Mammography Alternative Saves Lives in Low-to-Middle Income Countries

For women who do not have easy access to mammography, clinical breast examination has been shown to increase breast cancer detection and save lives.

Clinical breast examination can lead to breast cancer diagnosis at a younger age and nearly one-third fewer disease-associated deaths in women over age 50 who live in low- or middle-income countries.

Mammography is the long-standing breast cancer screening tool in developed countries, but it is not always easily available in areas with fewer resources. Not only can cost and complexity be obstacles, but most women in these countries are also younger than 50 – the age group for which mammography is known to be less effective.

But, breast cancer rates are rising worldwide, particularly in low-to-middle income countries, and the women living there need access to effective breast cancer screening. Consequently, a team of researchers from India, led by Rajendra A. Badwe, MBBS, director and head of the surgical oncology division at Tata Memorial Center, tested whether clinical breast examination could be an acceptable fill-in for mammography.

The team’s results, published Feb. 24 in The BMJ, were encouraging.

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“Our study suggests that implementation of population screening by clinical breast examination in low-to-middle income countries is feasible,” the researchers said, “provided that adequate training of screening providers, careful monitoring, and quality of performance are assured.”

For this study, the investigators analyzed 20 years of data (May 1998 to March 2019) from 151,538 women between the ages of 35 and 64. These women, who had no history of breast cancer, lived in 20 geographically distinct clusters in Mumbai, and they were randomly divided into 10 screening and 10 control groups.

A trained female primary healthcare provider conducted four rounds of clinical breast examinations on the 75,360 women in the screening group. Providers followed these women through five rounds of active surveillance every two years, as well as provided cancer awareness along the same schedule. In the control group, however, 76,178 women underwent one round of cancer awareness followed by eight rounds of active surveillance every two years.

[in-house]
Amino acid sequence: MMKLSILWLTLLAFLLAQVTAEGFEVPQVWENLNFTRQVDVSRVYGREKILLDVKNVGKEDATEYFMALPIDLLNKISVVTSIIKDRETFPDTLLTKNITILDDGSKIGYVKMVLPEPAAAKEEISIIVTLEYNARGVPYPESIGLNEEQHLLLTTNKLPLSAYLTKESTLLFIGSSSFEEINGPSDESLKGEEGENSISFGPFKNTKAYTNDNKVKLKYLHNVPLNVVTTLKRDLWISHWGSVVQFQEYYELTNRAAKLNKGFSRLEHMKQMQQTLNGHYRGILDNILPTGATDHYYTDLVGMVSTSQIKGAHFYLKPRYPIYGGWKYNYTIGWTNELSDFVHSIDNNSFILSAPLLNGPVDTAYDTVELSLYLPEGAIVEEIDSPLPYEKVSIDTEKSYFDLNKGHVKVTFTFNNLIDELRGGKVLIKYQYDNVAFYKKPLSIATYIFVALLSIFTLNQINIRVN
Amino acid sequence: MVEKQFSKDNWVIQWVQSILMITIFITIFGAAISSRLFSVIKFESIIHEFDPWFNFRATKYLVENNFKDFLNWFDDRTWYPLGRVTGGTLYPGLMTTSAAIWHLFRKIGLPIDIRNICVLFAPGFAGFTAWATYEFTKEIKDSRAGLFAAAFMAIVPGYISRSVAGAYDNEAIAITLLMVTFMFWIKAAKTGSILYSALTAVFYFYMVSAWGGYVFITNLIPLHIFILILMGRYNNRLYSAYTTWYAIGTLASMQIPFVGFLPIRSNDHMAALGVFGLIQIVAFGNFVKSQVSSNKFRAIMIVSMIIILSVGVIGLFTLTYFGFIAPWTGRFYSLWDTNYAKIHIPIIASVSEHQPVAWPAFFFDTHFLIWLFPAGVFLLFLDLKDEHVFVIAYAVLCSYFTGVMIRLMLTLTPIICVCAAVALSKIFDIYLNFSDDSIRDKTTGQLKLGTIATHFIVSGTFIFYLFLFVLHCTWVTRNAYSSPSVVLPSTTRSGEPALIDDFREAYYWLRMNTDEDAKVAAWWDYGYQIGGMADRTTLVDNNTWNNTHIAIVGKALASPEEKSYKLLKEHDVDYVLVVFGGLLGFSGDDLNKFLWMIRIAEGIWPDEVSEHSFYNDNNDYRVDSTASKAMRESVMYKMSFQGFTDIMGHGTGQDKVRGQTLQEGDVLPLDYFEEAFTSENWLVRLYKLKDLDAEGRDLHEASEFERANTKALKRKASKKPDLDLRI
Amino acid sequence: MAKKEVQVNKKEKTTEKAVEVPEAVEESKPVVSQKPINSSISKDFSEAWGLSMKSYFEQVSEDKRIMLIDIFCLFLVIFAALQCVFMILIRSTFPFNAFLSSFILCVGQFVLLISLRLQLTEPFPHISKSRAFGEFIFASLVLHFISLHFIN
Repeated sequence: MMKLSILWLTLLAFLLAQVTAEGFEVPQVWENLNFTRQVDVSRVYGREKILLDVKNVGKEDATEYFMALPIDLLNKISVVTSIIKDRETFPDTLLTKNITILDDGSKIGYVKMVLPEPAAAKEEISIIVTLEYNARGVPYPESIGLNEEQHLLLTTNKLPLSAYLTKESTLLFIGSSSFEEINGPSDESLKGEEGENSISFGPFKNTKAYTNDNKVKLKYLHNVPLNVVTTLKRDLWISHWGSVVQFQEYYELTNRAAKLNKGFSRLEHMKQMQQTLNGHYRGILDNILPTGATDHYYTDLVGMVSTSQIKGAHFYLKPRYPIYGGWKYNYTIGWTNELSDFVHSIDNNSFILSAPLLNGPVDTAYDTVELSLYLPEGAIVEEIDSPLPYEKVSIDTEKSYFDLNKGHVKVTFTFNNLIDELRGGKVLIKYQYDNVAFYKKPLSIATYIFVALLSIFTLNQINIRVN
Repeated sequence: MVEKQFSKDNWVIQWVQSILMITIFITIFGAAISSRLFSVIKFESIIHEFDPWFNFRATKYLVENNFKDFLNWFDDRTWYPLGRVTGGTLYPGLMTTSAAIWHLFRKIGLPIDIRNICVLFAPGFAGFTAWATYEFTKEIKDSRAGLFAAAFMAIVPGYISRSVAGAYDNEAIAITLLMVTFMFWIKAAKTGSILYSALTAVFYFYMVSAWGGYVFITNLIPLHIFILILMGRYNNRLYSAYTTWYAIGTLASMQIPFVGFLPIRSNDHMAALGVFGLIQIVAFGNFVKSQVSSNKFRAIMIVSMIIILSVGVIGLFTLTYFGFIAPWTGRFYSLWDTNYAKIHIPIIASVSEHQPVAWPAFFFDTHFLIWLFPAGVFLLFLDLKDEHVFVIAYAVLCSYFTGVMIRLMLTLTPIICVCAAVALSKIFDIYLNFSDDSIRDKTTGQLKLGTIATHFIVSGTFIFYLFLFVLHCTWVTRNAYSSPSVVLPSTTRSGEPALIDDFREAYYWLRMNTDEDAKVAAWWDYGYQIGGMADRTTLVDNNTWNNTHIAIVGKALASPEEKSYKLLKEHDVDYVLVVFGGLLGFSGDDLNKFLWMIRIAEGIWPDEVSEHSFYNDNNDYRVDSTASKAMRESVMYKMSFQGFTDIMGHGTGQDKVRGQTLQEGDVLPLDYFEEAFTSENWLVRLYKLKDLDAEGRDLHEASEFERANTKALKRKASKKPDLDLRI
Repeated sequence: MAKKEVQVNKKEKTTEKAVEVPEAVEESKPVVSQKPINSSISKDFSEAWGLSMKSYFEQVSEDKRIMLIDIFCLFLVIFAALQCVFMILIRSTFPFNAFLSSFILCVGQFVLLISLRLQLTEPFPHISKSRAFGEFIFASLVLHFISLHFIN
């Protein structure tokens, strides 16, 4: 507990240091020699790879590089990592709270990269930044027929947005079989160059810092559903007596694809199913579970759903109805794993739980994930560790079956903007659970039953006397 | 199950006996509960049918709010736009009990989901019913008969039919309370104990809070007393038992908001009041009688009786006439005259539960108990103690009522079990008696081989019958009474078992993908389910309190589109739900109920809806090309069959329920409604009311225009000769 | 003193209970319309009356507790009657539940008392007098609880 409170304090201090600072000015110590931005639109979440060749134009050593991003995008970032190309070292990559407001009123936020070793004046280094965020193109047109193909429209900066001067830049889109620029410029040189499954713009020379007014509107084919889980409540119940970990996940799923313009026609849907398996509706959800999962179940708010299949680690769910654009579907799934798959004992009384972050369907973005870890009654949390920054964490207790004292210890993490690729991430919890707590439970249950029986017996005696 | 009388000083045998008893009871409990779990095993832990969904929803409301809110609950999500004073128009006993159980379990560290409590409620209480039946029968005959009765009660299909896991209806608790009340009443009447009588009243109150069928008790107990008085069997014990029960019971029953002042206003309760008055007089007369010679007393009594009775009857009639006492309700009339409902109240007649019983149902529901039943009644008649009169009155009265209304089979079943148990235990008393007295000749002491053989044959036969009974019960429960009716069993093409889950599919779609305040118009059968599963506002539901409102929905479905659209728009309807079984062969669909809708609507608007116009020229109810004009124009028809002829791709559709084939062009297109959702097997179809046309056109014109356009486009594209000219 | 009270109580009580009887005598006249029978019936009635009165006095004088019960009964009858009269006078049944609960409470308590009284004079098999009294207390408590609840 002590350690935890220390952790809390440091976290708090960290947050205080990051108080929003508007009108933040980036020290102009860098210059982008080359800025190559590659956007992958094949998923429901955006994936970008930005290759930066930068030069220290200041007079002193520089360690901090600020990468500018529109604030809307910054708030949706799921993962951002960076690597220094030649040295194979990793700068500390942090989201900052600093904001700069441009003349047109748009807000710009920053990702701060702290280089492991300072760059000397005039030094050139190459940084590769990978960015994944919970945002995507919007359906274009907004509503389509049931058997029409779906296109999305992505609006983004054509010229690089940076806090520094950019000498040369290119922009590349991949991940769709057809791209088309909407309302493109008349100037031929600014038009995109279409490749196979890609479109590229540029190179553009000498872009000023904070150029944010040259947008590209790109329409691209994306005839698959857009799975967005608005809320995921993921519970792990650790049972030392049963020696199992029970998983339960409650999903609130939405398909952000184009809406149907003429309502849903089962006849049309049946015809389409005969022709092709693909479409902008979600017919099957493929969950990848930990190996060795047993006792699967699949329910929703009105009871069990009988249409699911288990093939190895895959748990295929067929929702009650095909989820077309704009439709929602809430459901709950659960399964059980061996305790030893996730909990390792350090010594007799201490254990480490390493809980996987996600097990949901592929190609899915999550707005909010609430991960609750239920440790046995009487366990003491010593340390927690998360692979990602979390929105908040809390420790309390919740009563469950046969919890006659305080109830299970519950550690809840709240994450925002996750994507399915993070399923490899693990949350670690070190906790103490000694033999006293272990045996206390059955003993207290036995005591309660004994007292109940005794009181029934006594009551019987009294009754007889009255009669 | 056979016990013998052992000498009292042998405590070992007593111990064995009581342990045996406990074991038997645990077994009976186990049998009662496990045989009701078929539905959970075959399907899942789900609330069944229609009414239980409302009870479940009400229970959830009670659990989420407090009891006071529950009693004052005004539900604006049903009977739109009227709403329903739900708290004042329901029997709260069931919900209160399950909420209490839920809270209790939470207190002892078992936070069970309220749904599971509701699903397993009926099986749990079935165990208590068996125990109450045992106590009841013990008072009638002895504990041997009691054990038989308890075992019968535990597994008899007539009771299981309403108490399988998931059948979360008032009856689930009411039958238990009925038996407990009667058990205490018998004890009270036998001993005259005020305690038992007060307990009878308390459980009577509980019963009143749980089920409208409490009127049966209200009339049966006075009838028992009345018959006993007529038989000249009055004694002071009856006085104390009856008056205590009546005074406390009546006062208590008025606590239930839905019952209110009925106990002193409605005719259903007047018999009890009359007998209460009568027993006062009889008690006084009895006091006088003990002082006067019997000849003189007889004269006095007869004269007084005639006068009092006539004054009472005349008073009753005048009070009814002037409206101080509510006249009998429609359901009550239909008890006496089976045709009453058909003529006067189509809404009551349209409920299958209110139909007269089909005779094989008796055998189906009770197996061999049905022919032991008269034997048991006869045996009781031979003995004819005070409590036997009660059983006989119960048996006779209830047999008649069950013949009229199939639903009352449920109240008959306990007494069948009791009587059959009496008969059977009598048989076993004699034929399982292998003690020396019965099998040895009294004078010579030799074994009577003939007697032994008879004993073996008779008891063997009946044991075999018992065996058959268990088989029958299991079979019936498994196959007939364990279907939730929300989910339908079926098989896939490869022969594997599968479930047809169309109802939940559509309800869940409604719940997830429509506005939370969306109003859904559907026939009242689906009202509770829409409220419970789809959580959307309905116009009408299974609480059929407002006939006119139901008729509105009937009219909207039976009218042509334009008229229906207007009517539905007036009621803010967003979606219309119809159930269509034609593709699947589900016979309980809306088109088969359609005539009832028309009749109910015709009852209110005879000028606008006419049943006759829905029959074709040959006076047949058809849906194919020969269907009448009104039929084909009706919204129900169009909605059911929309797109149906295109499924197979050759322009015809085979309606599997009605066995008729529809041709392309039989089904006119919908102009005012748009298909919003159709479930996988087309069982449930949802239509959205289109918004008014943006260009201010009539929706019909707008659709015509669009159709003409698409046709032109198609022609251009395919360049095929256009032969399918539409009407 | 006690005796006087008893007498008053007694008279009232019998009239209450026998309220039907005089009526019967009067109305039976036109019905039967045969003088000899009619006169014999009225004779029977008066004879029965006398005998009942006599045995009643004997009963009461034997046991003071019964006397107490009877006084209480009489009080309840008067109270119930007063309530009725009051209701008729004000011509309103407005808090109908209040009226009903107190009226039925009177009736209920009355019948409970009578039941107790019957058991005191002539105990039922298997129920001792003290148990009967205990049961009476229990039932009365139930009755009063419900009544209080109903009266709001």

Based on the team’s data analysis, they identified some significant advantages for using clinical breast examination with women over age 50. Women in the screening group were diagnosed at an earlier age than those in the control groups – age 55 versus age 57, respectively. In addition, a lower percentage of women developed stage III or stage IV breast cancer – 37 percent and 47 percent, respectively.

When it came to changes in breast cancer mortality between the screening and control groups, the team identified a non-significant reduction across women of all ages – 21 versus 25 deaths per 100,000 person years. However, the drop in deaths in the screening group became much more apparent when they analyzed women by age. For women over age 50, implementing clinical breast examination reduced these deaths by 30 percent (25 versus 35 deaths per 100,000 person years). They saw no mortality reduction in women under age 50.

For all causes of mortality, the team said they pinpointed a non-statistically significant 5-percent drop when comparing the screening and control groups.

Overall, the team said their longitudinal study showed that clinical breast exam can be an effective replacement for mammography with women above age 50 who do not have access the traditional screening test.

“These results indicate that clinical breast examination conducted every two years by primary health workers significantly down-staged breast cancer at diagnosis,” the team said. “Clinical breast examination should be considered for breast cancer screening in low- and middle-income countries.”

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